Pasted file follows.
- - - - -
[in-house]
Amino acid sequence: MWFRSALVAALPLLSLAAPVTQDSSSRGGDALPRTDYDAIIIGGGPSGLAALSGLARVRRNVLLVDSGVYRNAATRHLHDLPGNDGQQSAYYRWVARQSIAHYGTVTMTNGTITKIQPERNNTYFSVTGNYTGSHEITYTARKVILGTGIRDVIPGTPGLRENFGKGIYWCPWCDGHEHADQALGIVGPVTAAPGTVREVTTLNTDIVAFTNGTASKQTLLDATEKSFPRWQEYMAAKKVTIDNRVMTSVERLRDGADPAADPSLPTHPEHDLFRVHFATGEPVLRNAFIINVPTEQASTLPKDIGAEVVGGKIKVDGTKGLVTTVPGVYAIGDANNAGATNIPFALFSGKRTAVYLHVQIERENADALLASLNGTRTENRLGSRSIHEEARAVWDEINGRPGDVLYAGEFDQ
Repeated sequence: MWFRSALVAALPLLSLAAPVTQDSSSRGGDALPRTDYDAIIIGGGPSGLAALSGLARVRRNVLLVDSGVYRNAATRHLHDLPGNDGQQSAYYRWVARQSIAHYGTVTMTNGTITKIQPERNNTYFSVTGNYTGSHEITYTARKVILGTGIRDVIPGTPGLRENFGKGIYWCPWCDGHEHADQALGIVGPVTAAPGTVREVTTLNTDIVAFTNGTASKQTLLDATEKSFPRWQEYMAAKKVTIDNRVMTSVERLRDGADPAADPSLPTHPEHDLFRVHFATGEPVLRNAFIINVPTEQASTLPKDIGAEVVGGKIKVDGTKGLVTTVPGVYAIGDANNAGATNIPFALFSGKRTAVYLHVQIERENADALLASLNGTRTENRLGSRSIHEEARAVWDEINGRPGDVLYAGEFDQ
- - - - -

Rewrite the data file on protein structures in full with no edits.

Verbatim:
[in-house]
Amino acid sequence: MWFRSALVAALPLLSLAAPVTQDSSSRGGDALPRTDYDAIIIGGGPSGLAALSGLARVRRNVLLVDSGVYRNAATRHLHDLPGNDGQQSAYYRWVARQSIAHYGTVTMTNGTITKIQPERNNTYFSVTGNYTGSHEITYTARKVILGTGIRDVIPGTPGLRENFGKGIYWCPWCDGHEHADQALGIVGPVTAAPGTVREVTTLNTDIVAFTNGTASKQTLLDATEKSFPRWQEYMAAKKVTIDNRVMTSVERLRDGADPAADPSLPTHPEHDLFRVHFATGEPVLRNAFIINVPTEQASTLPKDIGAEVVGGKIKVDGTKGLVTTVPGVYAIGDANNAGATNIPFALFSGKRTAVYLHVQIERENADALLASLNGTRTENRLGSRSIHEEARAVWDEINGRPGDVLYAGEFDQ
Repeated sequence: MWFRSALVAALPLLSLAAPVTQDSSSRGGDALPRTDYDAIIIGGGPSGLAALSGLARVRRNVLLVDSGVYRNAATRHLHDLPGNDGQQSAYYRWVARQSIAHYGTVTMTNGTITKIQPERNNTYFSVTGNYTGSHEITYTARKVILGTGIRDVIPGTPGLRENFGKGIYWCPWCDGHEHADQALGIVGPVTAAPGTVREVTTLNTDIVAFTNGTASKQTLLDATEKSFPRWQEYMAAKKVTIDNRVMTSVERLRDGADPAADPSLPTHPEHDLFRVHFATGEPVLRNAFIINVPTEQASTLPKDIGAEVVGGKIKVDGTKGLVTTVPGVYAIGDANNAGATNIPFALFSGKRTAVYLHVQIERENADALLASLNGTRTENRLGSRSIHEEARAVWDEINGRPGDVLYAGEFDQ